This piece caused a flap on Civil Eats a couple weeks back and it got people talking, which is what is supposed to happen here. Responsible and passionate meat wholesalers and processors like Marissa Guggiana, who believe animals should be raised humanely in ways that are healthy for eaters, the soil, the water, and ecosystems weighed in, as did many readers.
As many commenters pointed out, the study I cited didn’t compare grass-finished animals raised the way Dave Evans at Marin Sun Farms or Joel Salatin raise theirs. It’s true that beef raised on pasture and fertilized by the animals can sequester carbon, but the problem is with the animals themselves. Ruminant animals emit methane gas, no matter what you feed them or how they are raised and the producers who use integrated pasture management techniques instead of chemicals are a minority. Methane gas is said to be 21-23 times more effective at warming the planet than CO2. For a long time I thought grass-finished beef was much better for the environment because of how it’s raised.
But strictly from a global warming perspective, I no longer believe that is true. The piece I wrote was about my own struggle with the ethics of eating meat (as it relates to the animals themselves and the environment—especially global warming) and the progression of ideas from the people who have influenced me and many others. Coming to terms with ruminant animal’s contribution to climate change is the next phase in the progression of my personal meat-eating ethics.
There are several producers local to my area who do it right. I will gladly eat the meat they provide (once in awhile). I am not now and have never been a vegetarian. I know that many Civil Eats readers feel the same and are members of meat CSAs and farmers’ market shoppers, friends of ranchers, or ranchers themselves. And I commend them.
It’s the other people I worry about.
In the face of a very real globalized, industrial food system, what choices will they make at the meat counter? Case in point: my local grocery store in Berkeley carries 3 different brands of grass-finished beef. One is from Uruguay, and the other two from the US, at least one is from California. Consumers who have a vague knowledge that grass-finished beef is more sustainable and healthier for them, will likely choose based on cost or where the beef is from. Not only will they not know how this beef was raised, but it won’t really matter from a methane emissions standpoint. We don’t even have to get into the environmental issues around buying beef from Uruguay. It’s a complex issue promising to get even more muddled as demand for sustainably raised meat grows and grocery and super stores get into the game. There will be a race to produce grass-fed beef as cheaply as possible through the same market forces that make organic milk at Wal-Mart affordable and organic only to the letter of the law. The latest news on global warming has me convinced that we cannot afford to simply replace grain fed animals with grass-fed ones. We need to eat a lot less meat. Or figure out how to deal with the methane.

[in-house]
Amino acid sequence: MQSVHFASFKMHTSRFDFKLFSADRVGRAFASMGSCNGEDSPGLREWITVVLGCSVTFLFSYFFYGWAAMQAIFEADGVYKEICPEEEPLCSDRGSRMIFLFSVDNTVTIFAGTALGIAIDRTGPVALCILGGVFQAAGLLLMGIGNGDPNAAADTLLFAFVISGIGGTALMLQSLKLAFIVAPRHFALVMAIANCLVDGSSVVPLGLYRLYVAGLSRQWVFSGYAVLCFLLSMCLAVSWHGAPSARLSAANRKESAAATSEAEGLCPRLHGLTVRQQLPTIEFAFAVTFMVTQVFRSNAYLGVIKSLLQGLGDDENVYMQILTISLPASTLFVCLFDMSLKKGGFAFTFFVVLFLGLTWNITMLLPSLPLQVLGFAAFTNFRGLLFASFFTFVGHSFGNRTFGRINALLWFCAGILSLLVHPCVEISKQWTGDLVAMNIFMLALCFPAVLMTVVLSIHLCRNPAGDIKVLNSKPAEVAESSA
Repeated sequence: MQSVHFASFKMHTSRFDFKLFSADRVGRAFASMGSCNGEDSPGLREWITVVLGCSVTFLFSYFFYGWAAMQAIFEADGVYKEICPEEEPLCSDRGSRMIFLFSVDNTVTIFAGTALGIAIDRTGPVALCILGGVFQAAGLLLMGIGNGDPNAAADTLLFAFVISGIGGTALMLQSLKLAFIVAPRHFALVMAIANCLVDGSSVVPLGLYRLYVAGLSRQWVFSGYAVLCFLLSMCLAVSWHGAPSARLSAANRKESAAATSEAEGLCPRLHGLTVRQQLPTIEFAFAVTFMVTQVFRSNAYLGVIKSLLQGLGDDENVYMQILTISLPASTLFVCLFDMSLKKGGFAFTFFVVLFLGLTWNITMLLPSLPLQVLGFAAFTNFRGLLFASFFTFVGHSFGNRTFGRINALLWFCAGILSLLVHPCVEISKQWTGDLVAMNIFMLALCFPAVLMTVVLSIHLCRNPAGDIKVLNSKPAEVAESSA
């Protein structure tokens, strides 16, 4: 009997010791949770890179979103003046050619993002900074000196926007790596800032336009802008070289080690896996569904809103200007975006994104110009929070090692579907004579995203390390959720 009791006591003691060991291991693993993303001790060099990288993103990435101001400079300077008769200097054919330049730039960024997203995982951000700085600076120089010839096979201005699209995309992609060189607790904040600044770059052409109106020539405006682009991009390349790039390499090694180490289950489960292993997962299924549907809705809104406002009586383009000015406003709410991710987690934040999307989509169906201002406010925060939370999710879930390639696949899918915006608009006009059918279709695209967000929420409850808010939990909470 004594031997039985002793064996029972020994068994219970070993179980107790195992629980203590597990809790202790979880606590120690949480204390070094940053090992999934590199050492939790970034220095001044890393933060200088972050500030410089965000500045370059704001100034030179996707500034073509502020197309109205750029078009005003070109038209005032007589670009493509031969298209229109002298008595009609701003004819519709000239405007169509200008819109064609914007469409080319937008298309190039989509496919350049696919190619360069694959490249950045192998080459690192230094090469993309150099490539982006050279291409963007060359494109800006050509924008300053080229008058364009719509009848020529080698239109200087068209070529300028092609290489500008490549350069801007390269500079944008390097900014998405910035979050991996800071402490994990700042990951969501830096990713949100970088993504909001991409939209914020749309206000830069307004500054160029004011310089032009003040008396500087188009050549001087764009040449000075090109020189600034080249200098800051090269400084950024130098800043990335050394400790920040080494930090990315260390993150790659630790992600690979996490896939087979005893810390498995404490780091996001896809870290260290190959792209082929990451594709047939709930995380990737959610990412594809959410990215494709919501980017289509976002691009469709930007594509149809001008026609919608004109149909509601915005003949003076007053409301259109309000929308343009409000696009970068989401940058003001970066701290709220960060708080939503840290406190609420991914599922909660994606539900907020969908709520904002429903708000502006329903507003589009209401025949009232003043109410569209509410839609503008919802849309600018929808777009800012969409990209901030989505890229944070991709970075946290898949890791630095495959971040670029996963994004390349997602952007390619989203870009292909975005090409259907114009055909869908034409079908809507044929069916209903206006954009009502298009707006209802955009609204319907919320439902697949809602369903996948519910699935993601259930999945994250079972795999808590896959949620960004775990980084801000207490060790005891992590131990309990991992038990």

Not everyone who wants to join a meat CSA can, due to supply constraints, and then there are plenty of people who wouldn’t care to. It’s about the methane as well as the transportation issues and the inefficiency inherent in eating animals instead of plants. I don’t advocate slaughtering all farm animals and requiring that everyone live on plants, but I think that we need to talk about this, and bring it out in the open so we can step up our already considerable efforts to develop a food system that is more sustainable and does not contribute more than its fair share (whatever that means) to global warming. Since livestock activities are said to be responsible for 18% of all greenhouse gas emissions, cows seem like a good place to start.